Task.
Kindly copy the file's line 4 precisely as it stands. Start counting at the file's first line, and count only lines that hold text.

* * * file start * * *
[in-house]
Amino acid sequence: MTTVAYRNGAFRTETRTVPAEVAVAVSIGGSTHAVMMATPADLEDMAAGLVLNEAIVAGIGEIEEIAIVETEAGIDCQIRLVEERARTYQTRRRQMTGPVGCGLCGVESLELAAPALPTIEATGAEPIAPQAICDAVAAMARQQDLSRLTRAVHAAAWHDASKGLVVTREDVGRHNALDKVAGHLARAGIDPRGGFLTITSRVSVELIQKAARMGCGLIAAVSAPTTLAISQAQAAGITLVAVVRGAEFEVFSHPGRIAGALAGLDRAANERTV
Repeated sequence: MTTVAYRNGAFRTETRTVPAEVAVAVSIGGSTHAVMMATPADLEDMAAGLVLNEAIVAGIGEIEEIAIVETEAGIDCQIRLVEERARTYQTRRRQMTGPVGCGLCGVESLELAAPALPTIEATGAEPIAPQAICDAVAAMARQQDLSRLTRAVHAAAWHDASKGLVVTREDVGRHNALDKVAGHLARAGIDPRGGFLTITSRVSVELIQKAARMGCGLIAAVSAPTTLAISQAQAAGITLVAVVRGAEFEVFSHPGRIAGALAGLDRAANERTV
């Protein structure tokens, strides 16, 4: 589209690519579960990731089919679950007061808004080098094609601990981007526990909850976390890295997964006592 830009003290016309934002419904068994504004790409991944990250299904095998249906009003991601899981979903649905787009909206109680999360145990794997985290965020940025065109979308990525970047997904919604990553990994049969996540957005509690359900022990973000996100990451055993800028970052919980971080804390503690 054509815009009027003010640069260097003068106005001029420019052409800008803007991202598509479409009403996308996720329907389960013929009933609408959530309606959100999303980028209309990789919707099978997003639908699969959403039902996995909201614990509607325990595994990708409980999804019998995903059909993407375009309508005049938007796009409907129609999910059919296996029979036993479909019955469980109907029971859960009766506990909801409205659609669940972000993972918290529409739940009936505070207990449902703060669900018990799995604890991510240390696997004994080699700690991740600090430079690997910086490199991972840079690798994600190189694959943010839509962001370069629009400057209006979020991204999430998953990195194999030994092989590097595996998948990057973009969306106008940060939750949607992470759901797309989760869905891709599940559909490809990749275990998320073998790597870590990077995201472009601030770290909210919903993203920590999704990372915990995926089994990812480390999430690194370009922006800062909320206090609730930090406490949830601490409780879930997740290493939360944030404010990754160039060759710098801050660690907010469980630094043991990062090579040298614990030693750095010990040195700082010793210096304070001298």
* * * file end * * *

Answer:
């Protein structure tokens, strides 16, 4: 589209690519579960990731089919679950007061808004080098094609601990981007526990909850976390890295997964006592 830009003290016309934002419904068994504004790409991944990250299904095998249906009003991601899981979903649905787009909206109680999360145990794997985290965020940025065109979308990525970047997904919604990553990994049969996540957005509690359900022990973000996100990451055993800028970052919980971080804390503690 054509815009009027003010640069260097003068106005001029420019052409800008803007991202598509479409009403996308996720329907389960013929009933609408959530309606959100999303980028209309990789919707099978997003639908699969959403039902996995909201614990509607325990595994990708409980999804019998995903059909993407375009309508005049938007796009409907129609999910059919296996029979036993479909019955469980109907029971859960009766506990909801409205659609669940972000993972918290529409739940009936505070207990449902703060669900018990799995604890991510240390696997004994080699700690991740600090430079690997910086490199991972840079690798994600190189694959943010839509962001370069629009400057209006979020991204999430998953990195194999030994092989590097595996998948990057973009969306106008940060939750949607992470759901797309989760869905891709599940559909490809990749275990998320073998790597870590990077995201472009601030770290909210919903993203920590999704990372915990995926089994990812480390999430690194370009922006800062909320206090609730930090406490949830601490409780879930997740290493939360944030404010990754160039060759710098801050660690907010469980630094043991990062090579040298614990030693750095010990040195700082010793210096304070001298």